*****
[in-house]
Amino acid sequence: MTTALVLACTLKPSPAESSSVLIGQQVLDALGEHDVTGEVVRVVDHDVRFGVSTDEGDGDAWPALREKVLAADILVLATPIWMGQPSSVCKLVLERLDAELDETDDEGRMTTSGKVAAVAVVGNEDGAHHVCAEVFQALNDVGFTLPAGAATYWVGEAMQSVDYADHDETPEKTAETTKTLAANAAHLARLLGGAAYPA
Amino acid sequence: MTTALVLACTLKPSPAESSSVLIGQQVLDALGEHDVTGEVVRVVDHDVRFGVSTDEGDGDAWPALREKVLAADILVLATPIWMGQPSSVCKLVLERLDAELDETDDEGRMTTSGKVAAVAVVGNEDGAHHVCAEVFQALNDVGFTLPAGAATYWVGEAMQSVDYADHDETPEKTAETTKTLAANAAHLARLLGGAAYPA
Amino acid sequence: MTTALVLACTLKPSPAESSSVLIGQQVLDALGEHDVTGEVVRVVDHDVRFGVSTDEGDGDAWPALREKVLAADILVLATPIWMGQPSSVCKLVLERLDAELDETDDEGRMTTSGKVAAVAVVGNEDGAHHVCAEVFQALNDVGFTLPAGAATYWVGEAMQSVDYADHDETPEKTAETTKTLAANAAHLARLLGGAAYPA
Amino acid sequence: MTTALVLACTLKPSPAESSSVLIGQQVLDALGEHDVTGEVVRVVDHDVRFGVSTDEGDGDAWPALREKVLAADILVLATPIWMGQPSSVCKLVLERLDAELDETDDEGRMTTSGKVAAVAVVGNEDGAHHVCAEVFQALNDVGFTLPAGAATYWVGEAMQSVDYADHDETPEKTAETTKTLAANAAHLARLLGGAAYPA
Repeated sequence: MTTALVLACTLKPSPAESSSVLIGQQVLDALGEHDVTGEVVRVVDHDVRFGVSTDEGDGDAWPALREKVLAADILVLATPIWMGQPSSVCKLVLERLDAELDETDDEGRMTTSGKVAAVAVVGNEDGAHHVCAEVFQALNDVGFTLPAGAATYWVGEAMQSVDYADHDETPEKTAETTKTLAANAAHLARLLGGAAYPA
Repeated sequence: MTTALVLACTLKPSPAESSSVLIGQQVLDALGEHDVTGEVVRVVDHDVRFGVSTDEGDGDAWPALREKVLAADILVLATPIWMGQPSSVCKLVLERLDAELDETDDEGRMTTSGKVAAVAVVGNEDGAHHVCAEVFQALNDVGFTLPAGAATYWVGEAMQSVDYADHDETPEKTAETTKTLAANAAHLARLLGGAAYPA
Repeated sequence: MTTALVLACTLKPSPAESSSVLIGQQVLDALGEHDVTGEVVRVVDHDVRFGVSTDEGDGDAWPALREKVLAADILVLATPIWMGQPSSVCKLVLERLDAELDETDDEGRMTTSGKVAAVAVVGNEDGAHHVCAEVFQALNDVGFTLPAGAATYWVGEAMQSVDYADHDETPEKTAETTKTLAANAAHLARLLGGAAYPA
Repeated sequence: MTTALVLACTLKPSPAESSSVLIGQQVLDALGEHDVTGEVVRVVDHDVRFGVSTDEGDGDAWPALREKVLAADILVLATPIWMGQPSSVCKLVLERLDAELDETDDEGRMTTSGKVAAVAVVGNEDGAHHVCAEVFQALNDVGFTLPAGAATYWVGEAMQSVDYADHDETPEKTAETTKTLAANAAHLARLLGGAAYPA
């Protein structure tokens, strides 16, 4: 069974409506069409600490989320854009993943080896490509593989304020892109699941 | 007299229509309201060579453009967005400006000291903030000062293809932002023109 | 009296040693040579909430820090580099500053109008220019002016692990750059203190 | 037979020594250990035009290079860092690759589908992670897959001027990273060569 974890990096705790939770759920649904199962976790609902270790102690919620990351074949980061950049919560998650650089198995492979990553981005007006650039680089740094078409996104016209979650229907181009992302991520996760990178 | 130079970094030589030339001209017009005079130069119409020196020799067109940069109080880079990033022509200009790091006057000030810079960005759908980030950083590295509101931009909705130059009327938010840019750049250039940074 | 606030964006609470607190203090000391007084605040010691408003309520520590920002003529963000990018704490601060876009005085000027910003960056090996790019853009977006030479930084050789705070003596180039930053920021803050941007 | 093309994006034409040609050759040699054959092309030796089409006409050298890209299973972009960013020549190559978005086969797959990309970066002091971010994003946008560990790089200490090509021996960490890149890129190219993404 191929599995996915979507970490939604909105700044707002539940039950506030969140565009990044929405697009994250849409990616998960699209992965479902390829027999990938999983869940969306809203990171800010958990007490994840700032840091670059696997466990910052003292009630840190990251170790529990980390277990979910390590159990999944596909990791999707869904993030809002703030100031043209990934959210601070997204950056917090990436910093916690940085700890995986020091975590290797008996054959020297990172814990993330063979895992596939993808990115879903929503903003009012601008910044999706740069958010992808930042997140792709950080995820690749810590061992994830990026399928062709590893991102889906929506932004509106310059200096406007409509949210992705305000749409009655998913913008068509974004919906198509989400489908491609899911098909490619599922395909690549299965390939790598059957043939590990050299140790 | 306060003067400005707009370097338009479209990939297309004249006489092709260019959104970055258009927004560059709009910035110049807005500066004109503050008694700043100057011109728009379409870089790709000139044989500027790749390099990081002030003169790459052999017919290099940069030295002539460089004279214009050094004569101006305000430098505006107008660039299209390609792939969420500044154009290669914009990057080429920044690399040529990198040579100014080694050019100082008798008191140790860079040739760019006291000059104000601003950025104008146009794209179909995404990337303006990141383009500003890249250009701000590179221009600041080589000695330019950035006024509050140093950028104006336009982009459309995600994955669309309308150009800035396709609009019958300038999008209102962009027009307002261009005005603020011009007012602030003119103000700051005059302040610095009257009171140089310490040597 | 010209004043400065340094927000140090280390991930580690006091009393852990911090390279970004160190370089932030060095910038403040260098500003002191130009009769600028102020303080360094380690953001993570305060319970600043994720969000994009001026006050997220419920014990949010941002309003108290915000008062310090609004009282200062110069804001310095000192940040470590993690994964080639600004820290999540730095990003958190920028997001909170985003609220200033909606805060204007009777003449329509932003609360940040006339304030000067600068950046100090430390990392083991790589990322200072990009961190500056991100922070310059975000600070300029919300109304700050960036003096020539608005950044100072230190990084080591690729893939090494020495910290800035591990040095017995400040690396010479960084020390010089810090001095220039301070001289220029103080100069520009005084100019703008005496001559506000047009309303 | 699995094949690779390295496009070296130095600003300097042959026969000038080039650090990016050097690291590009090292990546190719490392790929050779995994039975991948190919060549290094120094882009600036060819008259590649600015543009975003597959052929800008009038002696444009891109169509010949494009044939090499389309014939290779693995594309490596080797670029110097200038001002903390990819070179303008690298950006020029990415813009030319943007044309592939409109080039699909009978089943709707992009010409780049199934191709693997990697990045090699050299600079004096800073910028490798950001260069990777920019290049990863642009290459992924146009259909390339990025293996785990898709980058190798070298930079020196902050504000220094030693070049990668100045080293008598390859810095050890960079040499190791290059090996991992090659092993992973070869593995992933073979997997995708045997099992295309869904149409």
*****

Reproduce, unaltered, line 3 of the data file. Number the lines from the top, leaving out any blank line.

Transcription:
Amino acid sequence: MTTALVLACTLKPSPAESSSVLIGQQVLDALGEHDVTGEVVRVVDHDVRFGVSTDEGDGDAWPALREKVLAADILVLATPIWMGQPSSVCKLVLERLDAELDETDDEGRMTTSGKVAAVAVVGNEDGAHHVCAEVFQALNDVGFTLPAGAATYWVGEAMQSVDYADHDETPEKTAETTKTLAANAAHLARLLGGAAYPA